Though most notorious online scams were perpetrated by teenagers in highly publicized cases of stock fraud, authorities actually are far more concerned about the international online fraud rings that have cropped up. The Gartner Group predicted that the most vigorous growth in online fraud in the early 2000s would involve petty larcenies committed by individuals operating from economically depressed countries, particularly Russia. The FBI indicates that stolen credit card data frequently is sold to Eastern European organized crime operations.
Among recent innovations in cyber fraud is domain name extortion, in which individuals receive faxes from phony domain name monitoring firms indicating that a third party is trying to register a dot-net version of a dot-com domain name that the individual owns. Then the firm offers to register the dot-net name for that individual, upon payment of a fee for the service. The U.S. Securities & Exchange Commission also launched an investigation of online frauds that attempt to sell investments in nonexistent nations, including New Utopia, the Kingdom of EnenKio, and the Dominion of Melchizedek.
Wireless subscription fraud also is emerging, since Internet security systems can't easily be transferred to a wireless environment. Merchants involved in fraudulent transactions conducted over the wireless Net that are completed with stolen credit card numbers are liable for the cost of the item, while wireless carriers are exempt from responsibility. In a wired environment, security is maintained by SSL protocol, digital certificates, and user name/password verification; in wireless environments, SSL is translated to wireless transparent LAIN service. This translation permits information transferred from a wireless device to become decrypted, at which point credit card numbers and passwords can be stolen.
At the end of 2000, consumer protection agencies identified a "top 10" list of "dot-cons" as part of a multi-national effort to combat Internet fraud. The list was compiled from complaints lodged at Consumer Sentinel, a consumer fraud database. The list included, in decreasing order of prevalence: Internet auction fraud; Internet access services that lure consumers into unknowingly entering long-term access contracts; credit card fraud; offers of free access to porn sites when a viewer or dialer is downloaded; "Web cramming," or offers of a free 30-day trial use of a custom-designed Web site, which is later invoiced even if the recipient does not agree to continue use of the site; and finally, traditional "real world" scams transported to the Internet, such as pyramid schemes, vacation frauds, get-rich-quick offers, and miracle healthcare products.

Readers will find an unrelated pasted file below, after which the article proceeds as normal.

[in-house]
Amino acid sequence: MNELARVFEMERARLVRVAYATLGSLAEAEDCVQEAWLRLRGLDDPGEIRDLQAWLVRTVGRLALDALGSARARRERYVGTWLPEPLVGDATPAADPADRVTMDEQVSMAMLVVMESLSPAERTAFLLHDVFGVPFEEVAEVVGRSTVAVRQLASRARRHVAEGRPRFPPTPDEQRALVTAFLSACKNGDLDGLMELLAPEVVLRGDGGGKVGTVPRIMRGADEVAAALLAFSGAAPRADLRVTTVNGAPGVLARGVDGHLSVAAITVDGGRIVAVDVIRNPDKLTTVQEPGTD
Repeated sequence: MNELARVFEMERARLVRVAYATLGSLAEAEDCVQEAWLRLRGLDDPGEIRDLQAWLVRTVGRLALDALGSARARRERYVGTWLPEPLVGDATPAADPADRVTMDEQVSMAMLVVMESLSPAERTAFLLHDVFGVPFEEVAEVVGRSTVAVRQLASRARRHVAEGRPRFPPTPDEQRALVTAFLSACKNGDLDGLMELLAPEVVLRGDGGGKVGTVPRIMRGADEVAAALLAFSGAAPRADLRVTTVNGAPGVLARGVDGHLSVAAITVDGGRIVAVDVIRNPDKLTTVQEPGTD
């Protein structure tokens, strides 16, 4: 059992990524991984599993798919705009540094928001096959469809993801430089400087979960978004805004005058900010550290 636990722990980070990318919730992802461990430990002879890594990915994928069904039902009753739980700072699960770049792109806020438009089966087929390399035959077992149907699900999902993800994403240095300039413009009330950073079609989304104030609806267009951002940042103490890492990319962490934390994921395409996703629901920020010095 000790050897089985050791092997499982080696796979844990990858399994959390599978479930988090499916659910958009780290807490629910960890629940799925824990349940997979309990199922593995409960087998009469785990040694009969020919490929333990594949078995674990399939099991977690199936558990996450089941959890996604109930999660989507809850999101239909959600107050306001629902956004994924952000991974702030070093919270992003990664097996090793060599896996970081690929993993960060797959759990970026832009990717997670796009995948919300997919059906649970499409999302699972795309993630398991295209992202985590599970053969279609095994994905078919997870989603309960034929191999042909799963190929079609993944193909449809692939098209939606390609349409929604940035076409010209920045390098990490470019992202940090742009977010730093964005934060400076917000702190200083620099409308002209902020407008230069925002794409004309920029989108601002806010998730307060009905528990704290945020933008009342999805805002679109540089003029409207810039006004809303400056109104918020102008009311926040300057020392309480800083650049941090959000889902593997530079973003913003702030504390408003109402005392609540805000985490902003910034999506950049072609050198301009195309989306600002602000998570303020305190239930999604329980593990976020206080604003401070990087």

PROTECTION AGAINST E-FRAUD
Most industry-standard encryption technologies only protect customer data during its actual transmission. An equally vulnerable point—the Web site's storage of personal data after the transaction occurs—often remains unprotected. Many hackers break into the servers that store customer data collected from past e-commerce transactions. Third-party sites that process credit card information also may furnish weak links. Thus, most online merchants rely on secure sockets layer (SSL) encryption technology to protect e-commerce data while in transit. However, it does nothing to safeguard information before or after it arrives on the server. Ideally, sites should possess a complex combination of firewalls, digital certificates, intrusion detection, access control, passwords, anti-virus software, and even biometrics systems to verify customers' identities. Retailers also can require the three-digit card verification value (CVV or CVV2), which is printed above the signature on the back of credit cards, to prevent unauthorized use of credit card numbers that have been obtained over the Web. Finally, transaction-risk scoring software exists that can spot deviations from customers' usual shopping patterns. One of the latest developments was a smart card payment option, which became popular in Europe.